US air taxi developer Beta Technologies has opened a production facility at Burlington International airport in Vermont, where the company will manufacture and assemble its all-electric Alia aircraft.
Vermont-based Beta said on 2 October that “production has begun with the installation of assembly tooling and the initiation of various system production lines”, adding that the moment marks a “significant milestone” in the company’s mission to deliver conventional take-off and landing (CTOL) and vertical take-off and landing (VTOL) variants of its Alia air taxi.
”We are entering our next important step of starting production, in an inspiring facility,” says Kyle Clark, Beta’s founder and chief executive. “The internal Beta team – along with many awesome local contractors, tradespeople and civil servants – have challenged each other to create a beautiful, sustainable and functional building for producing the future of aviation.”
Located on a 16-hectare (40 acre) site with space for “significant expansion”, the 17,512sq m (188,500sq ft) facility will eventually become capable of producing up to 300 aircraft annually, Beta says.
”Beta is planning for a steady ramp-up to maximum production rates and delivery to its diverse base of customers across cargo, medical, defence and passenger industries,” it adds.
The company does not specify when it expects the first aircraft to come off its production line.
The building is equipped with 260 geothermal wells for indoor temperature control and about 12,140sq m of solar panels “contributing to a net-zero campus”, Beta says.
Leading up to completion of the production facility, Beta has been “refining pilot production line efficiency and flow for its internally developed technologies and systems, including battery packs, electric motors and inverters”.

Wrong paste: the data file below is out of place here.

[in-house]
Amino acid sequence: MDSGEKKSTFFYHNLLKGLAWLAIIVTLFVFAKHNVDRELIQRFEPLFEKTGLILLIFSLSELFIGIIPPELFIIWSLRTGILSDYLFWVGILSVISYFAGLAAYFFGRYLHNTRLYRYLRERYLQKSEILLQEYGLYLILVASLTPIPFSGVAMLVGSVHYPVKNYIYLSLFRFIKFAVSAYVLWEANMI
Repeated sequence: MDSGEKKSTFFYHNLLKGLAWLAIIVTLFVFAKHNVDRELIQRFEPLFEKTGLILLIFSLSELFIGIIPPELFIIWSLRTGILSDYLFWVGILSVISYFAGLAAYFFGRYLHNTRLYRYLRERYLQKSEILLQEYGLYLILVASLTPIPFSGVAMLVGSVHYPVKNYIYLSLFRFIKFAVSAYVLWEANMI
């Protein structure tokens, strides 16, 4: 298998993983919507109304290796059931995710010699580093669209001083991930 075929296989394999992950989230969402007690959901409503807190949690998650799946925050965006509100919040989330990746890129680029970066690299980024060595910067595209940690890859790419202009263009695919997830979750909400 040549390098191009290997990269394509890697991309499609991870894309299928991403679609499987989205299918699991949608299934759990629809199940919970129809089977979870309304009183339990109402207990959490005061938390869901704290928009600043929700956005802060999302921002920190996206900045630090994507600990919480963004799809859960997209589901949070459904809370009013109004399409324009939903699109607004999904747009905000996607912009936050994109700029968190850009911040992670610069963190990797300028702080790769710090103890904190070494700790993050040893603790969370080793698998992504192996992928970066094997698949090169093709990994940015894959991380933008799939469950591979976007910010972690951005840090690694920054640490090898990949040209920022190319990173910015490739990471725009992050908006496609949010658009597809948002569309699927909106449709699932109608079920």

The start-up is internally designing and manufacturing its electric motors, battery systems and flight-control hardware and software systems, while partnering with more established aerospace companies on “various systems and components for its production aircraft”.
”Beta has long been partnering with many of its primary suppliers, meaning the bulk of its 26,000 test flight miles have been conducted with the same supplier parts and systems designated for the production aircraft,” the start-up says.
Beta’s partners include Albany Engineered Composites, Advanced Integration Technology, Garmin, Sensata Technologies, Volz Servos and Solvay.
The company claims it has completed more than 500 “full-scale, piloted flights on Beta-built battery systems” and conducted more than 10,000h of testing on motors produced on its pilot production lines.
Beta is considered a frontrunner in the crowded air taxi segment along with California start-ups Archer Aviation and Joby Aviation. The company is pursuing type certification for Alia with the Federal Aviation Administration, anticipating a 2025 entry into service for the CTOL Alia variant, with approval of its eVTOL to follow in 2026.
It has courted civil aviation customers in addition to the US military. Last month, the US Air Force (USAF) took possession of its first-ever electric aircraft charging station, which Beta installed at Eglin AFB in Florida.
The USAF awarded Alia military airworthiness approval in 2021 under the Agility Prime programme.